PRE-BIOTICS: What Does Your Gut Tell You?

Have you ever wondered how our tummy manages to function well despite our irregular eating patterns? Did you know that your gut health is directly related to how strong your immune system is? Have you heard about probiotics and prebiotics?


Probiotics and Prebiotics

Many of us are confused between probiotics and prebiotics. Though they sound similar, each has its own role. Probiotics are the good bacteria living in our gut, while prebiotics are food for these bacteria. Both are important to our health.


Health Benefits

Eating balanced amounts of probiotics and prebiotics can provide us with many health benefits such as improved gut health, stronger immune system, enhanced glucose and dietary fat digestion and absoprtion, and appetite control. 


Sources of Prebiotics

Prebiotics are found in foods that are high in fiber such as root vegetables (e.g onion, garlic, artichokes), fruits, spring vegetables (e.g peas, corn, leeks, and asparagus), cocoa (should be dark chocolate with few additives), lentils and legumes, nuts, and whole grains. Wheat is the most abundant source of prebiotics in the diet among Americans and Europeans.


You have been eating prebiotics, but may not know it. Now that you do, it is best to increase your intake of these foods that are high source of fiber. They are readily available in the market and therefore easy to access. Why not try our whole wheat bread with raisins? Gardenia High Fiber Whole Wheat Raisin Loaf can provide you with a whole lot of fiber experience!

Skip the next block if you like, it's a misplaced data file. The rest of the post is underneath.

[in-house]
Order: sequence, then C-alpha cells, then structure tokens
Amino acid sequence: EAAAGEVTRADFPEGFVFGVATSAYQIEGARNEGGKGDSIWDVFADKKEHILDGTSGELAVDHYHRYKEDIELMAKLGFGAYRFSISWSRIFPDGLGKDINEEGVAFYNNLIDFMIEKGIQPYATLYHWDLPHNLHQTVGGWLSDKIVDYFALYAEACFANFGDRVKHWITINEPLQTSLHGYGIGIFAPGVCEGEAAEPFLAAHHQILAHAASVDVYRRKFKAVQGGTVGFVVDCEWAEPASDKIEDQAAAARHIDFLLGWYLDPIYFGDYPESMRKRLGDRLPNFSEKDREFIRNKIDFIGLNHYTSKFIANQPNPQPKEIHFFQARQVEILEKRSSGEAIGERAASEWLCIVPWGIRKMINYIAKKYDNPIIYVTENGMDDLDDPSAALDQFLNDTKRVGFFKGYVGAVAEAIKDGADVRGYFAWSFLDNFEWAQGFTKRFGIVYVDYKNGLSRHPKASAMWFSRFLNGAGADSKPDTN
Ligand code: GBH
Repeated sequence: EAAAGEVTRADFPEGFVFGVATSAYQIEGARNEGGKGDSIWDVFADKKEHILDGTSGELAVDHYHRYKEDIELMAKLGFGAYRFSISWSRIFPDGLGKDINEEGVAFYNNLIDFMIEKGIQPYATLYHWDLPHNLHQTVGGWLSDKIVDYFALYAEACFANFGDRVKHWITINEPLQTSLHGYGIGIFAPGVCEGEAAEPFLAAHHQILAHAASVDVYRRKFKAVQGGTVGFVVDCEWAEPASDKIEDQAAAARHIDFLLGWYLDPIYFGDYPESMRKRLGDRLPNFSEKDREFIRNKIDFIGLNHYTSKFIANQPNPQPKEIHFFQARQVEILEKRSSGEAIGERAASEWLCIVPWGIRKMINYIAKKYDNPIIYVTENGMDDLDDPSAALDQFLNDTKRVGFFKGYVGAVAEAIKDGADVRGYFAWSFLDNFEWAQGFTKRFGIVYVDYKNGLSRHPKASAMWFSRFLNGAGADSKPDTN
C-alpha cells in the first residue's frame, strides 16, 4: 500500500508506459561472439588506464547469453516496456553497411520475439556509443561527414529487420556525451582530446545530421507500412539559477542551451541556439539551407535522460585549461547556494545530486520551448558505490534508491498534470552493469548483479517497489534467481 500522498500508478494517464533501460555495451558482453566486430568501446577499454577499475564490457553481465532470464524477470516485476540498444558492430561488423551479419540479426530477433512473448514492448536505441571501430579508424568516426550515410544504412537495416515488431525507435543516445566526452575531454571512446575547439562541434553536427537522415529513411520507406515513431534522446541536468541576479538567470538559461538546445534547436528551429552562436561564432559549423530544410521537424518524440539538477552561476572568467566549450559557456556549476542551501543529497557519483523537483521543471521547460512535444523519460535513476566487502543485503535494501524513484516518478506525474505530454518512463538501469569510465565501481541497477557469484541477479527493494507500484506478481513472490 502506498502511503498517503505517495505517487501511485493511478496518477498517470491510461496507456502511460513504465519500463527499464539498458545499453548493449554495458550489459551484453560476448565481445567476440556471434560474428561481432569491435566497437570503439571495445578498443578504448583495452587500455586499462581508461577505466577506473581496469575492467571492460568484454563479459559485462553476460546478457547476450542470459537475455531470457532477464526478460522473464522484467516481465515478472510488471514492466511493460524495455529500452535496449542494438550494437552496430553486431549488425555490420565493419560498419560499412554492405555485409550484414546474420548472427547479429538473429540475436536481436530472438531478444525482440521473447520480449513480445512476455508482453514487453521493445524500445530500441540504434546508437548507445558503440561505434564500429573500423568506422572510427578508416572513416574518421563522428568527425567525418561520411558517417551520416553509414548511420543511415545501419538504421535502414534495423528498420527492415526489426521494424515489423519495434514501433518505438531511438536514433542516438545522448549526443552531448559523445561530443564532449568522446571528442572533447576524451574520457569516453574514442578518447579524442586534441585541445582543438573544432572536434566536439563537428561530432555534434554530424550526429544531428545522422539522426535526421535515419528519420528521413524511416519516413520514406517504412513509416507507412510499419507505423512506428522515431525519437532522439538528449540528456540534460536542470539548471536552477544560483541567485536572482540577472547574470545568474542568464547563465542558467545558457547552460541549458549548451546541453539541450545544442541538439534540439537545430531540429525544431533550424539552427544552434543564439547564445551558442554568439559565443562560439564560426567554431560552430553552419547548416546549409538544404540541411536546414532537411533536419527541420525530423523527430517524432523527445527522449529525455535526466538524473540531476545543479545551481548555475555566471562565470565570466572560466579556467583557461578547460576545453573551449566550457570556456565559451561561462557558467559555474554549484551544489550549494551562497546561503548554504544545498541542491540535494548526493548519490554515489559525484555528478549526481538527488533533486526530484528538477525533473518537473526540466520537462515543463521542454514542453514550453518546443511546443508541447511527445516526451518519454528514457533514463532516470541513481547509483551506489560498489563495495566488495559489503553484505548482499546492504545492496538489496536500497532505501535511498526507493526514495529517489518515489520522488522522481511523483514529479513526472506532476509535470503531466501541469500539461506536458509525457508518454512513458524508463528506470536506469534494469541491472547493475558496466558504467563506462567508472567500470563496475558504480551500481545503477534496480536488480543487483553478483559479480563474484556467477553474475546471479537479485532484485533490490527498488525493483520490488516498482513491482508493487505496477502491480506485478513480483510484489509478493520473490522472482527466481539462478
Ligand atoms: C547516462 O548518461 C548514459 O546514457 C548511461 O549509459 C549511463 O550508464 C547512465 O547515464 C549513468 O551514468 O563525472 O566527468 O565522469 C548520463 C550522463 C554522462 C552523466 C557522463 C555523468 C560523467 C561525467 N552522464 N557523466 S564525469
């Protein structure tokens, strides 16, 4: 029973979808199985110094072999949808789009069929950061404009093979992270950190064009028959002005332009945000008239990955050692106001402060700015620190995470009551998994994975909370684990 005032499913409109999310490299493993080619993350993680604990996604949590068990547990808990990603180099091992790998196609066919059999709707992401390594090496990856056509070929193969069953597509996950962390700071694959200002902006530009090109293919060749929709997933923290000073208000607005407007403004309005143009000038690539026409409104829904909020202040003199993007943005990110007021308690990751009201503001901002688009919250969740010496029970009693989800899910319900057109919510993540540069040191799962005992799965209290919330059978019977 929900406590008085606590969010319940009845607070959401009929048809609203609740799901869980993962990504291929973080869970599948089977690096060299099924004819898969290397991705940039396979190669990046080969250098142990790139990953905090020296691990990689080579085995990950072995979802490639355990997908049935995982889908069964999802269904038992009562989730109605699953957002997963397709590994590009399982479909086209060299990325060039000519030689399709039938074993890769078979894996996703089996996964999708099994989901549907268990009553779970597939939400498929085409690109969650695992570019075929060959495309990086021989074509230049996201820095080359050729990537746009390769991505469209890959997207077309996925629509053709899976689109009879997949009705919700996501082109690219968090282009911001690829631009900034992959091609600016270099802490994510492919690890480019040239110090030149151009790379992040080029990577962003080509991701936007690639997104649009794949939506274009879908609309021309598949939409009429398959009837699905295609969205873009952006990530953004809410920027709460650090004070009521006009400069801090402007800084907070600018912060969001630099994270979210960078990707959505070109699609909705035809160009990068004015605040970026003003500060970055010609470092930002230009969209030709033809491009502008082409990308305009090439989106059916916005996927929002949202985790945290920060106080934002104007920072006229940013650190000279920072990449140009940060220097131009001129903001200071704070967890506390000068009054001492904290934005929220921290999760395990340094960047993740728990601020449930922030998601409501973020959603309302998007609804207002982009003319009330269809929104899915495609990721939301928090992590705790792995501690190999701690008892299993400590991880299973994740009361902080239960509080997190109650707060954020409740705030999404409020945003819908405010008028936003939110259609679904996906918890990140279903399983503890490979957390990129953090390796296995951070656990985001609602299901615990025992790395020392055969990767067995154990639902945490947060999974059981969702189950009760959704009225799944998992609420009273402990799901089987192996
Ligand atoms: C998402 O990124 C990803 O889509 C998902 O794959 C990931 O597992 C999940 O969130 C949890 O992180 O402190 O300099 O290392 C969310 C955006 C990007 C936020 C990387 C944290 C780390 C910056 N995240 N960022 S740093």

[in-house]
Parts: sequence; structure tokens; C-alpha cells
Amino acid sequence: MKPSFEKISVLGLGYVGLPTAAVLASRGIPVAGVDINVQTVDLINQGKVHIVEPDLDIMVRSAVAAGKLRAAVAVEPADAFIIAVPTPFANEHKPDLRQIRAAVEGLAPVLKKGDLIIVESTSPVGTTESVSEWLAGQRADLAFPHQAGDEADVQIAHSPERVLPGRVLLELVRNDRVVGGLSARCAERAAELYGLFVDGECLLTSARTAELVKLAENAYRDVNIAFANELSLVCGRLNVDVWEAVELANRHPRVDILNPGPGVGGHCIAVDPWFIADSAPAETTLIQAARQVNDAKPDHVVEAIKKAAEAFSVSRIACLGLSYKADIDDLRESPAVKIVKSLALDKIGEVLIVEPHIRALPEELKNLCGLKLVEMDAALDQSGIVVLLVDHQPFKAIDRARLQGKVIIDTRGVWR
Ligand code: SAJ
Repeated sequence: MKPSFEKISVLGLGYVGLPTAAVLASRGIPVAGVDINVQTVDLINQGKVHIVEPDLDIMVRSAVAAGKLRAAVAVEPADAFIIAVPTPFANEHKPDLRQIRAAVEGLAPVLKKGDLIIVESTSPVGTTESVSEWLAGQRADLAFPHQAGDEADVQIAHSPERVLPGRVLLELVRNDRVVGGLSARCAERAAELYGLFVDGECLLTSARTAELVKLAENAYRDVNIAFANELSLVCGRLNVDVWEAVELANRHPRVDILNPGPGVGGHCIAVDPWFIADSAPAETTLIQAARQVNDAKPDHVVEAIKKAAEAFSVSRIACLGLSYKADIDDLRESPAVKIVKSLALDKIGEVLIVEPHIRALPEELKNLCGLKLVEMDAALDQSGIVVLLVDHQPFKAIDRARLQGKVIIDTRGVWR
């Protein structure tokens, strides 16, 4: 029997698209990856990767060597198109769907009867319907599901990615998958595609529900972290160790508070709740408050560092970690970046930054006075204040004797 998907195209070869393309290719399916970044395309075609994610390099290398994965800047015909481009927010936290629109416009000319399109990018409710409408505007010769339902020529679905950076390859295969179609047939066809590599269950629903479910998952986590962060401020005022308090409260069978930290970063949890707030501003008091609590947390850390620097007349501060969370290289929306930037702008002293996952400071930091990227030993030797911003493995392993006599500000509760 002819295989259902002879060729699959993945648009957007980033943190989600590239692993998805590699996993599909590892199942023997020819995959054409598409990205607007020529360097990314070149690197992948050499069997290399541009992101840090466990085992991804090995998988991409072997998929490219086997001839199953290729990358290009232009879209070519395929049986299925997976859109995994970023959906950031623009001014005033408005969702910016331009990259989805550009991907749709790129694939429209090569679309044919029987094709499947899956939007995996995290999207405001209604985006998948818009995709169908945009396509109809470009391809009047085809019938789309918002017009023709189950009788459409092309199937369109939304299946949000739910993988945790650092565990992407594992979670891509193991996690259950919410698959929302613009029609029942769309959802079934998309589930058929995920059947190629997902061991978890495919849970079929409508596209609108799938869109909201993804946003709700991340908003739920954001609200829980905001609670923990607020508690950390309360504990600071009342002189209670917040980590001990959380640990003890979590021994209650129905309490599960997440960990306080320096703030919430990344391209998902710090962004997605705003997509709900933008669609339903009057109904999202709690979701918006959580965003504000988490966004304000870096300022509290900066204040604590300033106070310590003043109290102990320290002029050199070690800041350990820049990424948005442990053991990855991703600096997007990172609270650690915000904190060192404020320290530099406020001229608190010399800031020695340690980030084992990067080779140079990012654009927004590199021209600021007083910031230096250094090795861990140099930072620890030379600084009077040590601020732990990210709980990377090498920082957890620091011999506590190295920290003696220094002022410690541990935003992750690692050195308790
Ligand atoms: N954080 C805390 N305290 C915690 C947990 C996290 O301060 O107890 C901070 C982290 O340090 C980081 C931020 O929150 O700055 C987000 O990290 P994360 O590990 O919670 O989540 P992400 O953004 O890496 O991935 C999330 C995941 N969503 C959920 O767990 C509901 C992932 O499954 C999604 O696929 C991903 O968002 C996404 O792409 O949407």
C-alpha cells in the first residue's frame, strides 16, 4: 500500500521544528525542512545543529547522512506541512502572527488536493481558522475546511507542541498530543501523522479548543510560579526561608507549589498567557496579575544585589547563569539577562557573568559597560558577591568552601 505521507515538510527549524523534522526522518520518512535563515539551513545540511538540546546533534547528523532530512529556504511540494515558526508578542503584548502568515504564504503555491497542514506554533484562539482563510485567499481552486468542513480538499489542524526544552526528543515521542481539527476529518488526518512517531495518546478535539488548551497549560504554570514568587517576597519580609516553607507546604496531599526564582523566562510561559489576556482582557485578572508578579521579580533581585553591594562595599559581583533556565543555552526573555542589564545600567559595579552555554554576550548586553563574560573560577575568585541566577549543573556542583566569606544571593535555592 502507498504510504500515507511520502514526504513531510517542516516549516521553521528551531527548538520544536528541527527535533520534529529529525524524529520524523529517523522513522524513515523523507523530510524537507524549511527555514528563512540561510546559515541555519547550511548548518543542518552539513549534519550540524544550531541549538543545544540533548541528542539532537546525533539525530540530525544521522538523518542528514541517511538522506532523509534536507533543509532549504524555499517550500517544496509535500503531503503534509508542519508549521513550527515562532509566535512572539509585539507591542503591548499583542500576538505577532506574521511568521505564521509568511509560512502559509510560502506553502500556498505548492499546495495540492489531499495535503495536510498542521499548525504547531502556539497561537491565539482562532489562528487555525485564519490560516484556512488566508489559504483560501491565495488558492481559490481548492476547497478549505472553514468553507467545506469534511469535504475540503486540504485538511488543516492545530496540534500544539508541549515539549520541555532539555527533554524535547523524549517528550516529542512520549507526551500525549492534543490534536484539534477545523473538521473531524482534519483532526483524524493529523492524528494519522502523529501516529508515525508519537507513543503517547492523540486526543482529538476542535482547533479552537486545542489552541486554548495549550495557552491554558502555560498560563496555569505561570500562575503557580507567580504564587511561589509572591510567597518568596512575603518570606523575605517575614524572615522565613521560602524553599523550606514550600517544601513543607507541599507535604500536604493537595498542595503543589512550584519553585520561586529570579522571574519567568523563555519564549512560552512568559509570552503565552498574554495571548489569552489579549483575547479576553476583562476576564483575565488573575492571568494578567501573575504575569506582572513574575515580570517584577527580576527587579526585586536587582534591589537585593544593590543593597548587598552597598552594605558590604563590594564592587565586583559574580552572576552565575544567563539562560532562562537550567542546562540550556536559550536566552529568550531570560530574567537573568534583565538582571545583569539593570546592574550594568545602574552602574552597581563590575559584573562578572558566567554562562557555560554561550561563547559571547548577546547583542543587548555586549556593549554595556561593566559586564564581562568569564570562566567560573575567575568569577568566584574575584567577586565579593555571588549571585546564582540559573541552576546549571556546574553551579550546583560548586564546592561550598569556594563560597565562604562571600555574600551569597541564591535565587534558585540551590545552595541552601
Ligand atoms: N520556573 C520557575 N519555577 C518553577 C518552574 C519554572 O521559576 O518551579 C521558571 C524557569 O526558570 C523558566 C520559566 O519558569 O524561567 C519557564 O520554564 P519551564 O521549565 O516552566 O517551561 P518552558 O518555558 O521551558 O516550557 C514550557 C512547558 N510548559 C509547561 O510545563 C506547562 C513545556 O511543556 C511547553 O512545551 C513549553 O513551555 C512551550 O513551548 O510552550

To enjoy more, you can turn it into a “bread and fruit kebab” for a much healthier and refreshing taste! This recipe is so easy and perfect for your summer outing. Check out the recipe below:


Gardenia Bread and Fruit Kebab

(Carbohydrates: 15g; Protein: 2g; Fat: trace; Fiber: 4g; Calories: 69kcal) – per stick


Serves five sticks




2 slices Gardenia High Fiber Wheat Raisin Loaf, cubed

1 slice melon, cubed

1 piece kiwi, sliced

10 pieces grapes




  1. Thread bread and fruits onto skewers.
  2. Serve.



CAUTION: Prebiotics are generally safe for most people. However, those who are diagnosed with irritable bowel syndrome (IBS) or other digestive issues are intolerant to some prebiotics that contain fermentable oligosaccharides, disaccharides, monosaccharides, and polyols. Consult your dietitian for proper diet.